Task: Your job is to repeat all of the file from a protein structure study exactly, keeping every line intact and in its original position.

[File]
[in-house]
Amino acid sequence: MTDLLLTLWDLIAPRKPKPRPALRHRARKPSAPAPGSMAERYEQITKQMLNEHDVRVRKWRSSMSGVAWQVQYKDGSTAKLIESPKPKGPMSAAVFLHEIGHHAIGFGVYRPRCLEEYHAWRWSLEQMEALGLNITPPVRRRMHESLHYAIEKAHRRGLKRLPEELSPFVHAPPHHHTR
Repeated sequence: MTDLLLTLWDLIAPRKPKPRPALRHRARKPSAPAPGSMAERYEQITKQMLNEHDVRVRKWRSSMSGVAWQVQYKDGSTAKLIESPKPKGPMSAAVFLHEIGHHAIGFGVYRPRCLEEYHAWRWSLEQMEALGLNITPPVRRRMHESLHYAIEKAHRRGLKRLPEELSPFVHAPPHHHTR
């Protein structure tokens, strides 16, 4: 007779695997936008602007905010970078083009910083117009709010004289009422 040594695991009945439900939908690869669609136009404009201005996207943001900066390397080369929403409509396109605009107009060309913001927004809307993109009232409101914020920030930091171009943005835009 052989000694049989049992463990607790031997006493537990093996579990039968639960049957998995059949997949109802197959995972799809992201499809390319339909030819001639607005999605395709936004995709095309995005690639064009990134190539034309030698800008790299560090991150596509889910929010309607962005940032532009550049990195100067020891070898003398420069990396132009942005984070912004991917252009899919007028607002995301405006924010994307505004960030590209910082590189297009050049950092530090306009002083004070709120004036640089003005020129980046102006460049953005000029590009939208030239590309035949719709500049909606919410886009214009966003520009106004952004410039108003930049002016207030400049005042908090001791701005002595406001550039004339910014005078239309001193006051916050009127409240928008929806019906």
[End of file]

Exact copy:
[in-house]
Amino acid sequence: MTDLLLTLWDLIAPRKPKPRPALRHRARKPSAPAPGSMAERYEQITKQMLNEHDVRVRKWRSSMSGVAWQVQYKDGSTAKLIESPKPKGPMSAAVFLHEIGHHAIGFGVYRPRCLEEYHAWRWSLEQMEALGLNITPPVRRRMHESLHYAIEKAHRRGLKRLPEELSPFVHAPPHHHTR
Repeated sequence: MTDLLLTLWDLIAPRKPKPRPALRHRARKPSAPAPGSMAERYEQITKQMLNEHDVRVRKWRSSMSGVAWQVQYKDGSTAKLIESPKPKGPMSAAVFLHEIGHHAIGFGVYRPRCLEEYHAWRWSLEQMEALGLNITPPVRRRMHESLHYAIEKAHRRGLKRLPEELSPFVHAPPHHHTR
């Protein structure tokens, strides 16, 4: 007779695997936008602007905010970078083009910083117009709010004289009422 040594695991009945439900939908690869669609136009404009201005996207943001900066390397080369929403409509396109605009107009060309913001927004809307993109009232409101914020920030930091171009943005835009 052989000694049989049992463990607790031997006493537990093996579990039968639960049957998995059949997949109802197959995972799809992201499809390319339909030819001639607005999605395709936004995709095309995005690639064009990134190539034309030698800008790299560090991150596509889910929010309607962005940032532009550049990195100067020891070898003398420069990396132009942005984070912004991917252009899919007028607002995301405006924010994307505004960030590209910082590189297009050049950092530090306009002083004070709120004036640089003005020129980046102006460049953005000029590009939208030239590309035949719709500049909606919410886009214009966003520009106004952004410039108003930049002016207030400049005042908090001791701005002595406001550039004339910014005078239309001193006051916050009127409240928008929806019906």